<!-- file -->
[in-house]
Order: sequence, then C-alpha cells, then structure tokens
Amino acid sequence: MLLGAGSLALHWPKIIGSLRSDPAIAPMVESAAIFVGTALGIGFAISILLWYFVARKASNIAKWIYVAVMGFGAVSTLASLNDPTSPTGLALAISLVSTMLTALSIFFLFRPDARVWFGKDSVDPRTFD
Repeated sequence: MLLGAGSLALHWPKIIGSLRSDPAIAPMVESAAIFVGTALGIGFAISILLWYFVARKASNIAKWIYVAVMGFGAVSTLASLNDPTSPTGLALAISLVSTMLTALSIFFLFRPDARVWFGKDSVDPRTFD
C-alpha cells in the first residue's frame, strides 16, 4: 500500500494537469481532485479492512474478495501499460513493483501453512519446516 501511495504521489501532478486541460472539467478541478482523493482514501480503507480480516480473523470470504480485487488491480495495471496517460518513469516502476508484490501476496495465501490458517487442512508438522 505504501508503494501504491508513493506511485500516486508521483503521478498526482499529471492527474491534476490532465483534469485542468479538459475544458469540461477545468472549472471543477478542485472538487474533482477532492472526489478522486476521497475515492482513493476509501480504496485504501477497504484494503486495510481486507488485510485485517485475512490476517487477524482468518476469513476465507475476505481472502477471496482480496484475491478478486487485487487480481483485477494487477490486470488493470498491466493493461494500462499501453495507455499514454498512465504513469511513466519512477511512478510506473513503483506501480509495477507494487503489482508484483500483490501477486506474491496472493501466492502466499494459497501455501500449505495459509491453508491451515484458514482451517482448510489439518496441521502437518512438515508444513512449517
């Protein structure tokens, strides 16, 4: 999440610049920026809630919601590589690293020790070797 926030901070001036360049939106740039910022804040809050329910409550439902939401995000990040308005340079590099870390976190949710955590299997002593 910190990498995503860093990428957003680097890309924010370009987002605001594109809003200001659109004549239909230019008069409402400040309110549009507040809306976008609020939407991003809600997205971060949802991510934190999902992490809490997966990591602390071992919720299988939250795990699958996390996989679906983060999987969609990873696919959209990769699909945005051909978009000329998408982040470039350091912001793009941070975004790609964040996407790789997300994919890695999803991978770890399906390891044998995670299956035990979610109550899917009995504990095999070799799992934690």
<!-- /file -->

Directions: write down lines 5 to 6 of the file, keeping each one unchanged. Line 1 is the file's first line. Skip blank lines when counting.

C-alpha cells in the first residue's frame, strides 16, 4: 500500500494537469481532485479492512474478495501499460513493483501453512519446516 501511495504521489501532478486541460472539467478541478482523493482514501480503507480480516480473523470470504480485487488491480495495471496517460518513469516502476508484490501476496495465501490458517487442512508438522 505504501508503494501504491508513493506511485500516486508521483503521478498526482499529471492527474491534476490532465483534469485542468479538459475544458469540461477545468472549472471543477478542485472538487474533482477532492472526489478522486476521497475515492482513493476509501480504496485504501477497504484494503486495510481486507488485510485485517485475512490476517487477524482468518476469513476465507475476505481472502477471496482480496484475491478478486487485487487480481483485477494487477490486470488493470498491466493493461494500462499501453495507455499514454498512465504513469511513466519512477511512478510506473513503483506501480509495477507494487503489482508484483500483490501477486506474491496472493501466492502466499494459497501455501500449505495459509491453508491451515484458514482451517482448510489439518496441521502437518512438515508444513512449517
């Protein structure tokens, strides 16, 4: 999440610049920026809630919601590589690293020790070797 926030901070001036360049939106740039910022804040809050329910409550439902939401995000990040308005340079590099870390976190949710955590299997002593 910190990498995503860093990428957003680097890309924010370009987002605001594109809003200001659109004549239909230019008069409402400040309110549009507040809306976008609020939407991003809600997205971060949802991510934190999902992490809490997966990591602390071992919720299988939250795990699958996390996989679906983060999987969609990873696919959209990769699909945005051909978009000329998408982040470039350091912001793009941070975004790609964040996407790789997300994919890695999803991978770890399906390891044998995670299956035990979610109550899917009995504990095999070799799992934690």